Patty Mansfield ’51 returns to the classroom, here and abroad
Published: Wednesday, October 24, 2012
Updated: Wednesday, February 6, 2013 15:02
Six decades after graduation, Patty Mansfield ’51 remains active in the Wellesley classroom. In preparation for her trip to China in the spring, as an auditor, she joined my section of History 278: Reform and Revolution in China. “I’m anxious to expand my international horizons,” Mansfield said. Sitting down for an interview, she quickly apologized for being late to class due to traffic while driving from Weston. With knowledgeable eyes and a strong but soft voice, she reflected on her time at Wellesley.
Many alumnae choose to audit classes each semester, but I found Mansfield’s case particularly significant. Mansfield has spent quite a bit of time at Wellesley. After graduating from the College in 1951 with a bachelor’s in English, she went on to pursue a career in real estate. Since then, she has also returned to audit several courses in the art history, music and English departments. This is the first history class Mansfield has audited.
Some of the subjects raised in the history class connect to events that she personally encountered at Wellesley. “History brings the past to the present,” Mansfield said.
Mansfield and Mary Jane Soong, daughter T.V. Soong (a former Premier of China), and niece of Chiang Kai-Shek, were members of TZE together. “We didn’t think of her that way,” Mansfield explained, “we just called her MJ. She was just a good friend.” She further recalled when Soong moved in with trunks of clothing: “she was just like us: she wore penny loafers and plaid skirts.”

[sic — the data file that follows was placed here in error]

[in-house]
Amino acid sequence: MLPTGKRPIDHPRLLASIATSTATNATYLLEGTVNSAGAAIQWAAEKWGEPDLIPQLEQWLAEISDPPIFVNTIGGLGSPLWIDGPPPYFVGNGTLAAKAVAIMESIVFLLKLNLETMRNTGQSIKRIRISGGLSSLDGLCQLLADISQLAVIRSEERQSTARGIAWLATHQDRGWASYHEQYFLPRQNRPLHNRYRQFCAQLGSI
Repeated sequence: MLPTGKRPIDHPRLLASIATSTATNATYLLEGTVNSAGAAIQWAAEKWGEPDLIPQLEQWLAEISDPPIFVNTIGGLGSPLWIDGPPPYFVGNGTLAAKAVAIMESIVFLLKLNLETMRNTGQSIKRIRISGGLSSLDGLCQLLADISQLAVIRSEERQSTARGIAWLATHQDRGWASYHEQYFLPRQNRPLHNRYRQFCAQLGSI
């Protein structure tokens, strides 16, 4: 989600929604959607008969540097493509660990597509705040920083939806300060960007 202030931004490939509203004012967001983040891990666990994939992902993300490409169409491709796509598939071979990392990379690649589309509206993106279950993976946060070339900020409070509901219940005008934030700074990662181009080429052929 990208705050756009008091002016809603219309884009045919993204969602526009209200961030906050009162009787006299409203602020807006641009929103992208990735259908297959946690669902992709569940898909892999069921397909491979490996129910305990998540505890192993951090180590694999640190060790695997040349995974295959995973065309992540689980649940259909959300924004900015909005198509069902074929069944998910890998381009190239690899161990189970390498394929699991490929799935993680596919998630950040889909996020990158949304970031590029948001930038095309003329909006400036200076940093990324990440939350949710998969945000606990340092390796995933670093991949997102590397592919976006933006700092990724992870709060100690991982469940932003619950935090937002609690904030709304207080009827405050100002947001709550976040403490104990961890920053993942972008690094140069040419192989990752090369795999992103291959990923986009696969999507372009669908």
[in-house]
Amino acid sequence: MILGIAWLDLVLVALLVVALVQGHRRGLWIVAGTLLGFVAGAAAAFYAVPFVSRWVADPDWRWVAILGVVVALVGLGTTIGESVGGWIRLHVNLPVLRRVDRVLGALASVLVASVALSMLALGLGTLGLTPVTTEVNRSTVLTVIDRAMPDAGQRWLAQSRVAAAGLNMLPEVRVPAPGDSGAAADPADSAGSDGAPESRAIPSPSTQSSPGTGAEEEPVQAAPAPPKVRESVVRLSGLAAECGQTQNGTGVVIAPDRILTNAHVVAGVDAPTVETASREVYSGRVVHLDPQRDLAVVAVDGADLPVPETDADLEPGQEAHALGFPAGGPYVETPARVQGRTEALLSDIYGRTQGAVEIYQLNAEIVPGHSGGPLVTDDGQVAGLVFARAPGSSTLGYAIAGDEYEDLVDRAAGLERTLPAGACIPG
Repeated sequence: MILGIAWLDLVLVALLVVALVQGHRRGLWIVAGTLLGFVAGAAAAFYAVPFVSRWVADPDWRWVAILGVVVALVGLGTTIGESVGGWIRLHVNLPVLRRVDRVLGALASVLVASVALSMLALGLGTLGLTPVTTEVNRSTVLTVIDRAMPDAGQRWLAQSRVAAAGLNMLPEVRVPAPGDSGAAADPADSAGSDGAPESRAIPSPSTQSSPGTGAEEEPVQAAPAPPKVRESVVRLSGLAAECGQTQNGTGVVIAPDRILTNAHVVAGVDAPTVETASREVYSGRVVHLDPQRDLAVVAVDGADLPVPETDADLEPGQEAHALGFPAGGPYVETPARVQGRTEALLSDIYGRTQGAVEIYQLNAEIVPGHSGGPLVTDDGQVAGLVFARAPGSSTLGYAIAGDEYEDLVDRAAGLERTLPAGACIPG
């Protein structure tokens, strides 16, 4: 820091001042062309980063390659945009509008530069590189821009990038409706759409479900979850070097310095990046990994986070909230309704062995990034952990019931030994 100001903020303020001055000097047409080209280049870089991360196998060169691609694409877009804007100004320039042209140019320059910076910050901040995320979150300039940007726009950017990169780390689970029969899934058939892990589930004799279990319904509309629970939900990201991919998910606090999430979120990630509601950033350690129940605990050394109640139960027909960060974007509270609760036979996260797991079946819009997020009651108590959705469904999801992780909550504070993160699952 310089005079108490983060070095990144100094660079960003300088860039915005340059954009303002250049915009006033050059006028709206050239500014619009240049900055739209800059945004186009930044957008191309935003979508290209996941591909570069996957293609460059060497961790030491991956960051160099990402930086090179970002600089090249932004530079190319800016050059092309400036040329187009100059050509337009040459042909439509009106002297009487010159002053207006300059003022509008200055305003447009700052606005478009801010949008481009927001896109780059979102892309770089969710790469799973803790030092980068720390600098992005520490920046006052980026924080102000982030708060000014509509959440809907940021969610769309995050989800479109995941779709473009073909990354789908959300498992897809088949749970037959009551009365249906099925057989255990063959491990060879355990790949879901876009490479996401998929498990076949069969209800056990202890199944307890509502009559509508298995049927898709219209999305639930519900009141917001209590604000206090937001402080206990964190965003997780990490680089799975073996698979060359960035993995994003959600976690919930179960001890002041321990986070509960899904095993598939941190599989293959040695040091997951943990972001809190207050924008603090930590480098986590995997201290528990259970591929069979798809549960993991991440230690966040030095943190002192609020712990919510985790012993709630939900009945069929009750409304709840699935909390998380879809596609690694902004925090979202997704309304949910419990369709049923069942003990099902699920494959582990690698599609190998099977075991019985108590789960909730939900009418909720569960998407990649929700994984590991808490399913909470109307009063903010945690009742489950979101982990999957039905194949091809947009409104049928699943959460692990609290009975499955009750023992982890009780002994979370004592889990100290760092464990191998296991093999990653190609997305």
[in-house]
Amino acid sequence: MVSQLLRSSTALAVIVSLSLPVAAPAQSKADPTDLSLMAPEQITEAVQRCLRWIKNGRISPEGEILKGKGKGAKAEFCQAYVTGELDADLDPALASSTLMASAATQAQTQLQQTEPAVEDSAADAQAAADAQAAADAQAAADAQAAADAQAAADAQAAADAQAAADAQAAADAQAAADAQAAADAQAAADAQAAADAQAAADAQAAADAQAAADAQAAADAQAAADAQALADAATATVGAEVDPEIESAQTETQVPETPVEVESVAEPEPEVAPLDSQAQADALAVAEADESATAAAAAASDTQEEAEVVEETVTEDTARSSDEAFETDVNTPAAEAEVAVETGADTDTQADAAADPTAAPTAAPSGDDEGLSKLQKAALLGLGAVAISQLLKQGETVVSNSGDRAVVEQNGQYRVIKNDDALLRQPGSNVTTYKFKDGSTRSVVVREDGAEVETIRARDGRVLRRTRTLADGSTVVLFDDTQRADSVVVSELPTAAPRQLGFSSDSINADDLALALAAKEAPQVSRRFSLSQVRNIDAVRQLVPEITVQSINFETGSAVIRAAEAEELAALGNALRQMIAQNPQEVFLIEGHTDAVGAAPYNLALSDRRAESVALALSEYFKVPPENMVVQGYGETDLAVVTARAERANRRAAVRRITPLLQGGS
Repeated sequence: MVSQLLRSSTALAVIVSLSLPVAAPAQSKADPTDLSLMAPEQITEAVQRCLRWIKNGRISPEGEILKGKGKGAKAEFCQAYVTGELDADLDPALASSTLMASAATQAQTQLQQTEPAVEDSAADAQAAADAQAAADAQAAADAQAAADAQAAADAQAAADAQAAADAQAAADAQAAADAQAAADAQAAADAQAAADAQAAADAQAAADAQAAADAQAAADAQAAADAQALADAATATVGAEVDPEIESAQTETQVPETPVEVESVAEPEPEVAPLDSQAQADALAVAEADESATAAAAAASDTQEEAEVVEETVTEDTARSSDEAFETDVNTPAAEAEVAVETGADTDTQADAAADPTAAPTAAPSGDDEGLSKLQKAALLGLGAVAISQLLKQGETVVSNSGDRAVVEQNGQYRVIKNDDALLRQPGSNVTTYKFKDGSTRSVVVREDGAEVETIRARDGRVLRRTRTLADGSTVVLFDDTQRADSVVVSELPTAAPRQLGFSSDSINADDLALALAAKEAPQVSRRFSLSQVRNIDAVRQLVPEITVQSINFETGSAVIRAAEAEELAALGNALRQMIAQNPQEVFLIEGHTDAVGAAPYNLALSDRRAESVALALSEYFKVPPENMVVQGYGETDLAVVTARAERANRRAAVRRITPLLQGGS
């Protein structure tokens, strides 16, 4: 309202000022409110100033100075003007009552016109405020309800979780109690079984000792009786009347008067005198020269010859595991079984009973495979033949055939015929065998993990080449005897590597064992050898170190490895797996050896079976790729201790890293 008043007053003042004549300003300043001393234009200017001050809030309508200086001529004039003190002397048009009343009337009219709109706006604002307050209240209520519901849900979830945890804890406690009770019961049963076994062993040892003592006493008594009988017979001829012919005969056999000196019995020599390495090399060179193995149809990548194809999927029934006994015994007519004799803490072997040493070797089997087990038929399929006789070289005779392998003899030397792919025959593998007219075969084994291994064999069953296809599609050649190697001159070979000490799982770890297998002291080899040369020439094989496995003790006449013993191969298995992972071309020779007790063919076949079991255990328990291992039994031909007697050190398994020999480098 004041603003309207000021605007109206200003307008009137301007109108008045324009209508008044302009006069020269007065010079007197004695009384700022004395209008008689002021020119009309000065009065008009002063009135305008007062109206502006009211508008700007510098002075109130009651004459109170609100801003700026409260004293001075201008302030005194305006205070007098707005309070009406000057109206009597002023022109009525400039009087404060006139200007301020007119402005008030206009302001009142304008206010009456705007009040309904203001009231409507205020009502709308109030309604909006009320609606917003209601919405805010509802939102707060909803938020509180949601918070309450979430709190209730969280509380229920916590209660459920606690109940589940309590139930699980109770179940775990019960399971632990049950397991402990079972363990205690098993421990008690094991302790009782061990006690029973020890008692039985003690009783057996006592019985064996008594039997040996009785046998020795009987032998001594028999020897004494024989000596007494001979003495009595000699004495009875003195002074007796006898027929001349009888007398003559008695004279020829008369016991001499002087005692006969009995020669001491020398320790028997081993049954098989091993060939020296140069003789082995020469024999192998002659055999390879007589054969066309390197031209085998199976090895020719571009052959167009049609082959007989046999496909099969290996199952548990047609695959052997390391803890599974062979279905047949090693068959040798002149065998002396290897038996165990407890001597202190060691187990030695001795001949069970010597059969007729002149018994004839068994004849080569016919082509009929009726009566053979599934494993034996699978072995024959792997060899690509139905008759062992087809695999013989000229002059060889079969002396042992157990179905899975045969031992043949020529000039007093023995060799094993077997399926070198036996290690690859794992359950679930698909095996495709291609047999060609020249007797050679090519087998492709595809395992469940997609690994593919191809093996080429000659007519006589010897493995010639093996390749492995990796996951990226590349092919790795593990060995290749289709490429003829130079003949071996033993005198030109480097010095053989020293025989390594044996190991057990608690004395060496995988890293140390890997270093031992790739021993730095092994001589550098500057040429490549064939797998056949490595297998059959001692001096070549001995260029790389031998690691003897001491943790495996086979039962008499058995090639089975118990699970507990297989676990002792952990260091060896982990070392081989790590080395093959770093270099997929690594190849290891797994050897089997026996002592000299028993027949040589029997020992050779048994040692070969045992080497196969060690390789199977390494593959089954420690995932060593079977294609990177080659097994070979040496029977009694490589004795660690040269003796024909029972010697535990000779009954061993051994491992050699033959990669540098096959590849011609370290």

The history between Mansfield, Wellesley, and China extends beyond her years on campus. May-ling Soong, another TZE alumna, was a friend of Mansfield’s mother-in-law, who graduated in 1918, just a year after Soong graduated. Soong would go on to become Madame Chiang Kai-Shek, the First Lady of the Republic of China from 1948-1975, as well as “the most powerful woman in the world,” in the words of Life magazine.
These connections helped Mansfield bring the classroom material out of the textbook. “I just feel myself energized by Wellesley’s history of interaction with its Chinese students and history. It makes things more immediate for the students,” said Professor Pat Giersch, who currently instructs the Chinese history course.
“I enjoy [the class] tremendously. The students are so engaged,” Mansfield added. When she took classes as an undergraduate, she explained, students were much more hesitant to participate in classroom discussion. Professor Giersch said that while auditors are not encouraged or discouraged to speak, the class is still primarily for current students. While quiet in discussion, Mansfield expressed in our interview her own views on a Chinese revolutionary we had just examined in class.
“The only obstacle is doing all the readings ahead of time,” she said. Although Mansfield had difficulty accessing the new online resources through Google Groups, she manages to keep up with discussions. Auditors are not required to write papers or complete exams.
In addition to the history course, Mansfield plans to learn basic Chinese vocabulary before her trip. “It’s for the purpose of educating myself on international and global affairs,” Mansfield said. Even 60 years later, she continues to embody the essence of Wellesley’s mission and dedication to lifelong learning.